Unsung Hero Risked His Life To Protect Indo-Fijians

Timoci Dakamoivi did not have to think twice to protect 56 terrified Indo-Fijians in Muaniweni, Naitasiri in 2000. Compassion and truth, he said, compelled him to do the right thing.
19 Sep 2017 10:00
Unsung Hero Risked His Life To Protect Indo-Fijians
Gusuivalu village leader Timoci Dakamoivi (right), with turaga ni koro Navitalai Matanawa outside the home that was refuge to displaced Muaniweni farmers in 2000. Photo: Jone Luvenitoga

Timoci Dakamoivi did not have to think twice to protect 56 terrified Indo-Fijians in Muaniweni, Naitasiri in 2000.

Compassion and truth, he said, compelled him to do the right thing.

He felt for the women and children and he saw fear in their eyes. He also knew the Indo-Fijians had not done anything wrong. He said they were innocent victims of a campaign seeking political supremacy for the iTaukei and the expulsion of Indo-Fijians.

The victims, men, women and children, were fleeing from a marauding pack of rebels who had been terrorising, attacking and looting homes and farms in the area.

The then turaga-ni-koro (village headman) Mr Dakamoivi was one of the unsung heroes in an untold story of 2000. He risked his own life to hide the 56 until it was safe to allow them to return to their homes.

Stories of looting, racism, torture, and violence dominated headlines at the time.

Mr Dakamoivi and his fellow villagers were among iTaukei who disagreed with the rebels’ case and resisted.

About a kilometre’s drive downhill from the Muaniweni farming settlement at the foot of a Naitasiri hilltop rests Gusuisavu village that sheltered Indo-Fijian families during the violence.

Indo-Fijians trapped in a vicious cycle of violence that followed the uprising teamed up and approached Mr Dakamoivi – of the village with a sevusevu (yaqona ceremony) seeking his protection.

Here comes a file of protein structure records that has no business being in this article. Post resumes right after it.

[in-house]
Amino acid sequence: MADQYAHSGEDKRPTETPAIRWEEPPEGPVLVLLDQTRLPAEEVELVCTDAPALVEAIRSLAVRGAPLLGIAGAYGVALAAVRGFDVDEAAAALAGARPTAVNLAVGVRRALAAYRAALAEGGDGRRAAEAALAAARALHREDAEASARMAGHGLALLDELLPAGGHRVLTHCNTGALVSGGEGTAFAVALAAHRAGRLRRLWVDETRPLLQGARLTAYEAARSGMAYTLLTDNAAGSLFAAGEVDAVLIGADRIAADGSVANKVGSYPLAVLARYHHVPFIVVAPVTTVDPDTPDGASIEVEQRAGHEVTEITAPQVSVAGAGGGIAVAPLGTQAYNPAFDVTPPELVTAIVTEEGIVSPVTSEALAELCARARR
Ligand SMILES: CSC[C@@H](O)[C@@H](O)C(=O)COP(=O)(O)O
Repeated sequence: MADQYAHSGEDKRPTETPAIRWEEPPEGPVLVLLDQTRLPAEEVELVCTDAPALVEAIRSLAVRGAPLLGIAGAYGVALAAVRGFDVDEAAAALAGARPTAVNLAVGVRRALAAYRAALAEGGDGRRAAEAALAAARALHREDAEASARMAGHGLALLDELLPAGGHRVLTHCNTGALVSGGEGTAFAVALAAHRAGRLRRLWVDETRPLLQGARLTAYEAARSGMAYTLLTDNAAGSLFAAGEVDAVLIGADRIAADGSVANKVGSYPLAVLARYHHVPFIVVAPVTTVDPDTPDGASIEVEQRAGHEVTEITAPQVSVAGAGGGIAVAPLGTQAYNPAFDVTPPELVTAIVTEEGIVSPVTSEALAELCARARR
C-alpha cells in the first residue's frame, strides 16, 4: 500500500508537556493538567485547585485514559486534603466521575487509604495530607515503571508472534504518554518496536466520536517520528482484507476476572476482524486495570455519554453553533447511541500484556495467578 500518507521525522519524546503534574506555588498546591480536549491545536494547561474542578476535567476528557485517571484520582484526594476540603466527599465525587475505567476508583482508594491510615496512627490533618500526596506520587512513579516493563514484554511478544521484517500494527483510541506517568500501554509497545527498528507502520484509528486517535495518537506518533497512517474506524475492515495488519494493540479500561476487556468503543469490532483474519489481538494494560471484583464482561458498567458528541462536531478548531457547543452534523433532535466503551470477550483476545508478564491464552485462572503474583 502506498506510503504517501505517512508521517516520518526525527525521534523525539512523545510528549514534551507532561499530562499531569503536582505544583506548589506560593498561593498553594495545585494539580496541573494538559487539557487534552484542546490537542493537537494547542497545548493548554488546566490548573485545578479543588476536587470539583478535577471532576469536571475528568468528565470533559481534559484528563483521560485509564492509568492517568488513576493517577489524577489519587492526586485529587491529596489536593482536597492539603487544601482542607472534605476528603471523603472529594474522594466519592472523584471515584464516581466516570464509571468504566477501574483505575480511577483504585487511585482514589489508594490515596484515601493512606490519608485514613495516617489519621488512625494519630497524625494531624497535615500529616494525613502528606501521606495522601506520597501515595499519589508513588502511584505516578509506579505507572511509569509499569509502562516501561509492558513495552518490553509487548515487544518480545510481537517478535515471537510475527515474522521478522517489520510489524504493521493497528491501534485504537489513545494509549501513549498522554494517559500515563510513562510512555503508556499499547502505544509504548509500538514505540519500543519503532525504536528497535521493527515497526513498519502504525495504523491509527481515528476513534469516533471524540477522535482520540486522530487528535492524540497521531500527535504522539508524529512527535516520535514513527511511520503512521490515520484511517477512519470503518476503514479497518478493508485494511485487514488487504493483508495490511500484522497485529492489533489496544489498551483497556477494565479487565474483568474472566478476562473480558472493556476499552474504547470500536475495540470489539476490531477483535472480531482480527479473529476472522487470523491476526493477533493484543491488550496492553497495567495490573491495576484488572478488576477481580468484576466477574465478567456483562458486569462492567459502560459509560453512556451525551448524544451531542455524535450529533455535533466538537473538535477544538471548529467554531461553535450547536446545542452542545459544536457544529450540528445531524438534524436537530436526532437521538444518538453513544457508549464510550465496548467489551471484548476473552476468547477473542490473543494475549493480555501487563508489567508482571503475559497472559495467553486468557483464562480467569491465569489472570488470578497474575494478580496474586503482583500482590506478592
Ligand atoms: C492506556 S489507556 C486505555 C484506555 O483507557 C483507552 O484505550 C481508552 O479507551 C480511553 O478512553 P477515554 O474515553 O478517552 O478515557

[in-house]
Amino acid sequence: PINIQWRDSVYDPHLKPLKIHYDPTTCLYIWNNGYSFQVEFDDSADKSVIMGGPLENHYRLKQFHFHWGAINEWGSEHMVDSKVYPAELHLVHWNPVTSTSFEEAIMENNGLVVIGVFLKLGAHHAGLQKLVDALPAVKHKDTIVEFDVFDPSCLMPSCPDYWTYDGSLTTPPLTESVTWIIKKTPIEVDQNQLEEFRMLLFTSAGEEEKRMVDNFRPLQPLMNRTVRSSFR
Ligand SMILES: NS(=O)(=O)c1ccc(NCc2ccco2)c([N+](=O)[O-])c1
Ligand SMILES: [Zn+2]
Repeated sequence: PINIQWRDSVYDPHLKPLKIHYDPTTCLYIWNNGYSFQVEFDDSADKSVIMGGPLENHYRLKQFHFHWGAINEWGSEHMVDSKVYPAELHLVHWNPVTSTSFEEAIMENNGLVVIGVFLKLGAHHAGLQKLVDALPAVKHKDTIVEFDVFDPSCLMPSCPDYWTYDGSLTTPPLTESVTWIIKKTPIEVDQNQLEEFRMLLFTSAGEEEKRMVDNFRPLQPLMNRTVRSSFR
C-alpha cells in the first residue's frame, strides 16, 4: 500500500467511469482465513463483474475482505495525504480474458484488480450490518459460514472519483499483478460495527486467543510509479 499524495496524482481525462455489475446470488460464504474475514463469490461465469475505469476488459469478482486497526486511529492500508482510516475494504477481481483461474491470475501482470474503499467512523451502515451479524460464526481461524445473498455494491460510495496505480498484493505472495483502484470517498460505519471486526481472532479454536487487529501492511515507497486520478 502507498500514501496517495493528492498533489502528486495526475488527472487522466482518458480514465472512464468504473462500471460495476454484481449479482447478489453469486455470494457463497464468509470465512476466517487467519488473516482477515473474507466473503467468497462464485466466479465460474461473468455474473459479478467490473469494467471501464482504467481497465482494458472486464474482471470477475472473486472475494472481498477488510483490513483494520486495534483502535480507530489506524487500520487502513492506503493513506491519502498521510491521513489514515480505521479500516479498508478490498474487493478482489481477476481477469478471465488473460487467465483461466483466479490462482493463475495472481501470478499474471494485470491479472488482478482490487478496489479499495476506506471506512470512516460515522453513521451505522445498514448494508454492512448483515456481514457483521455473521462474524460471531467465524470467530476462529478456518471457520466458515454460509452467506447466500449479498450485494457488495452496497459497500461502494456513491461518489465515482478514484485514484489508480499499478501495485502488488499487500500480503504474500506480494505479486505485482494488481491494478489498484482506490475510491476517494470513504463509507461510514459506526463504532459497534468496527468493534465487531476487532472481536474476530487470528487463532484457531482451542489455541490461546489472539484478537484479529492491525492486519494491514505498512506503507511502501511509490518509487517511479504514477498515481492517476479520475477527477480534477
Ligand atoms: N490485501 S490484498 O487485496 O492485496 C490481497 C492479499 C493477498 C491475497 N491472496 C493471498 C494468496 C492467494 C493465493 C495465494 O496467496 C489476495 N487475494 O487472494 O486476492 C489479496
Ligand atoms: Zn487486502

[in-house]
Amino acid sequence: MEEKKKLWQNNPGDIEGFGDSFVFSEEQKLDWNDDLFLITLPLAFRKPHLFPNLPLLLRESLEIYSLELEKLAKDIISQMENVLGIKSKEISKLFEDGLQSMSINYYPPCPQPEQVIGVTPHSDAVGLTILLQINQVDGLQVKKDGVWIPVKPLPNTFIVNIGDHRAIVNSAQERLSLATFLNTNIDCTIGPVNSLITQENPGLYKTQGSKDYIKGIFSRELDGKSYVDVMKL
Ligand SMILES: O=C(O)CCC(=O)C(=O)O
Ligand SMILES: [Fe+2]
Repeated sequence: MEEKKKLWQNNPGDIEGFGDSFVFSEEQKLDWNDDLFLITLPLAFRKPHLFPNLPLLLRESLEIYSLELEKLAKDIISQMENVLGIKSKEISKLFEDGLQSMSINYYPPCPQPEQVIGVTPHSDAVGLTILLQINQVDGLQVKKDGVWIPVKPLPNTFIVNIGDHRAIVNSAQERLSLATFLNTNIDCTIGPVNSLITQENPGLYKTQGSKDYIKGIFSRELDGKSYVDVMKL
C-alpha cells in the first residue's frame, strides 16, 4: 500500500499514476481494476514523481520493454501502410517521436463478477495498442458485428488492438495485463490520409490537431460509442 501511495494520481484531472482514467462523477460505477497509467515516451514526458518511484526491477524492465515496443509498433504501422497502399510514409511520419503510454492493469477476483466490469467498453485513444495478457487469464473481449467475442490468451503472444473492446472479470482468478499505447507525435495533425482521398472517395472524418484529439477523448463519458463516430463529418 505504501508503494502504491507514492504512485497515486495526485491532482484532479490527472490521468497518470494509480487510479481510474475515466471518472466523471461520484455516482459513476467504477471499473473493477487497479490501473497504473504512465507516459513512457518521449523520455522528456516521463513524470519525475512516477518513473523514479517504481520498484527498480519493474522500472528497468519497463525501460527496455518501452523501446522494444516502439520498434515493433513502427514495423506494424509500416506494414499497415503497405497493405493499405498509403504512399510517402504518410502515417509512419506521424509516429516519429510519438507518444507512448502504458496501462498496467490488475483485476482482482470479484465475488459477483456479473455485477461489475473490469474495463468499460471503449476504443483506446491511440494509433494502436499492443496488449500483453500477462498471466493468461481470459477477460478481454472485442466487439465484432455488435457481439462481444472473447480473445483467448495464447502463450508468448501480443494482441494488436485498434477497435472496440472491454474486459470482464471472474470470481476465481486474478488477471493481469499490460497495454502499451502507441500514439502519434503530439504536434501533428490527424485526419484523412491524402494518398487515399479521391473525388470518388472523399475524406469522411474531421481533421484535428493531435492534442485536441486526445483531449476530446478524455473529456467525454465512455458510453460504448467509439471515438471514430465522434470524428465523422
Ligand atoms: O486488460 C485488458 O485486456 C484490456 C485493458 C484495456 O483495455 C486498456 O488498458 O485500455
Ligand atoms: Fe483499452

Mr Dakamoivi now 77, could have easily backed the so-called nationalist rebels, many of whom he knew personally, when the Indo-Fijians approached him for shelter.

In his diary, the elderly leader documented the timeline of events of the coup, which he made his younger successor read out, perhaps to remind him of the difficult decision he undertook as the leader of the village.

“We housed 56 Indo-Fijian men and women and children for one week in our village,” he said, indicating the ordinary hut behind the turaga ni koro’s house in which they stayed.

“On Sunday (21 May) after church around lunch hour we were drinking kava, a man from Naqali came to present a request from the Indo-Fijians that they needed help

“Soon after, we sent a group of boys in a vehicle to stay watch with some Police officers and soldiers.”

Asked why he helped them, he said: “They had no fault; we never had any problem with them; we always had a good relationship.

“The Indo-Fijian families didn’t commit any crime so why should they be blamed and affected by the coup.

“We don’t see their ethnic group or which religion they belong to… here to this day we have learned to work together.

“When I go to Nausori, they pick me from the road or anyone from the village and they don’t take our fare.”

An Indo-Fijian resident of Muaniweni remembers the villagers who arrived to ease their fears.

“After three days of violence, we went to the (Gusuisavu) village to present a sevusevu and ask for the chief’s help.

“He (turaga-ni-koro) assigned two men per house every night and all we were to do in return was give them dinner.

“They guarded our houses with torches and told us not to worry about anything and just stay inside.

“I remember them being very alert: whenever a dog would bark they would quickly go out to patrol the area.

“They would leave very early in the morning – I think about four o’ clock.”

Muaniweni, a farming settlement straddling a channel of the Rewa River, became a target for its rich supply of crops and livestock that rebel fighters stole as rations.

Little is known about Gusuisavu in Naitasiri; but this tiny hillside village epitomised an undercurrent of iTaukei resistance that confronted Speight’s supposedly Indigenous-centred movement.

For the Indo-Fijian families that sought refuge within its borders the ordinary white house was evidence they were still welcome in Fiji.

Edited by Ranoba Baoa


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